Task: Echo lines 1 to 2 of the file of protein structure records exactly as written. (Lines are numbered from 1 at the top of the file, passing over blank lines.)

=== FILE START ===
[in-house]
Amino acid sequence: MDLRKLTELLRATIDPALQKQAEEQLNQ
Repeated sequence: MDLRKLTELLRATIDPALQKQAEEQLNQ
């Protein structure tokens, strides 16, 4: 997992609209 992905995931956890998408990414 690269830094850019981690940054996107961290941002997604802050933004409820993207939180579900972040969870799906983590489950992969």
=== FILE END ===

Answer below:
[in-house]
Amino acid sequence: MDLRKLTELLRATIDPALQKQAEEQLNQ